Steve

  6. Chris Y.

    October 23, 2006 at 9:13 pm

    St. Louis ain’t exactly Park Avenue. But alot of people got no class, regardless of their baseball allegiances.

    Question Kenny all you might, but nobody can say he’s guilty for sure. And if you are so darn certain, I sure hope you don’t get selected for jury duty.

  7. Josh

    October 23, 2006 at 10:20 pm

    To me, there are two logical explanations that could account for why LaRussa did not make a large deal of the “goop.”

    1. LaRussa did not want to risk a friendship over a possibility of Rogers using a foreign substance.

    2. LaRussa knew that the moment he made a large deal of the “goop” issue that Leyland would do the same in the bottom of the inning with Weaver. Maybe LaRussa knew his man was depending on pine tar for his grip in the cold weather as well. Maybe he decided as manager of his team, they had a better chance at winning with both pitchers using pine tar, than both pitchers being gone.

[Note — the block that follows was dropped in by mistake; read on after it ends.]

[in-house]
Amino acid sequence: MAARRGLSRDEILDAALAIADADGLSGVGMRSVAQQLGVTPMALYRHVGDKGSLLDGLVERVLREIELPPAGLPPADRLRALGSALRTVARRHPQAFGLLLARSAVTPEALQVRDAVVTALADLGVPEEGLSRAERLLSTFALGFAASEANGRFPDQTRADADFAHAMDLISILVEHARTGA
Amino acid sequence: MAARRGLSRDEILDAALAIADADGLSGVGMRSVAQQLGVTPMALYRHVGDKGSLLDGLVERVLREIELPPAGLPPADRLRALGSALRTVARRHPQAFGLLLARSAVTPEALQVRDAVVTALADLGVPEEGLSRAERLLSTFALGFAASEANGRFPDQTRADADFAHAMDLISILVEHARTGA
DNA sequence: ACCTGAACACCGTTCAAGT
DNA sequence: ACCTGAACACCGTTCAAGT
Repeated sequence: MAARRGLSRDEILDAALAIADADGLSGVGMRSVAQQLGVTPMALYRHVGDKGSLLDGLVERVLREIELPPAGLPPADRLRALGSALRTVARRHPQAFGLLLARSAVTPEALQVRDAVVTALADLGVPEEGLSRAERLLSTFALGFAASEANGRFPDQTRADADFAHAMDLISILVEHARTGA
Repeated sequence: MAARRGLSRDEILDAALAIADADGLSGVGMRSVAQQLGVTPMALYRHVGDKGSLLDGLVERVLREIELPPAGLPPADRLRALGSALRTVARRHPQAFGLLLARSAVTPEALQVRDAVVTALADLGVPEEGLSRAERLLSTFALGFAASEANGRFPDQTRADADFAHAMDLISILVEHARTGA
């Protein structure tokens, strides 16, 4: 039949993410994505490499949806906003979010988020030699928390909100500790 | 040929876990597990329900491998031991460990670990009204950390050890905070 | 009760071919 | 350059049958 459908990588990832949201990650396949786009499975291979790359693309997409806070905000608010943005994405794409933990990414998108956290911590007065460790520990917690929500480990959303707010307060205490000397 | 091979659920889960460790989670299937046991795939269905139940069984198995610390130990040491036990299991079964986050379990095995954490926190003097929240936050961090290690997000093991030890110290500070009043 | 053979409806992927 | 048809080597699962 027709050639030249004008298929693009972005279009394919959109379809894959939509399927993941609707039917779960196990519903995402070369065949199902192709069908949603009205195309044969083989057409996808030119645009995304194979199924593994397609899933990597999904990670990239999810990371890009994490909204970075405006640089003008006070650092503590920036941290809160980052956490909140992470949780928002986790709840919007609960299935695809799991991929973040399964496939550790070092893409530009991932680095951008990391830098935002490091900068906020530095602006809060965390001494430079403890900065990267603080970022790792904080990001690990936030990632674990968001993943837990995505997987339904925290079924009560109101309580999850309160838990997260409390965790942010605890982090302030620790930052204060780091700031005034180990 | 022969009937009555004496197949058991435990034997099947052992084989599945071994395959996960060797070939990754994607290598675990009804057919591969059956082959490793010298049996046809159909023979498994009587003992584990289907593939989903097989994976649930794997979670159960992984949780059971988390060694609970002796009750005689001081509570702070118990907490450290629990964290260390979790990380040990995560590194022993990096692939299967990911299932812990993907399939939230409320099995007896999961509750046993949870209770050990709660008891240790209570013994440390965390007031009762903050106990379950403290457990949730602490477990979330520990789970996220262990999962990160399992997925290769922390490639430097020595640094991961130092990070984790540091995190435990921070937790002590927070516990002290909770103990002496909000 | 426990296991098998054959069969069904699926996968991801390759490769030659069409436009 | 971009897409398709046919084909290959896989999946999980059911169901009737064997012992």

I don’t know the Cardinals bullpen very well, but I feel comfortable in knowing we have Ledezma and Miner able to provide long relief (basically a start) in a pinch. Maybe LaRussa wasn’t confident enough in his bullpen or Weaver’s ability to pitch in the cold without pine tar.

  8. Kyle J

    October 23, 2006 at 10:33 pm

    SI.com’s Jon Heyman has the scoop from an anonymous bullpen coach:

    http://sportsillustrated.cnn.c.....index.html

    “He definitely was using pine tar. It can cake with pine tar and rosin. Maybe after the second inning, he went back to the shaving cream and added moisture. I’d say he was either hiding it better or he went back to the shaving cream or suntan lotion.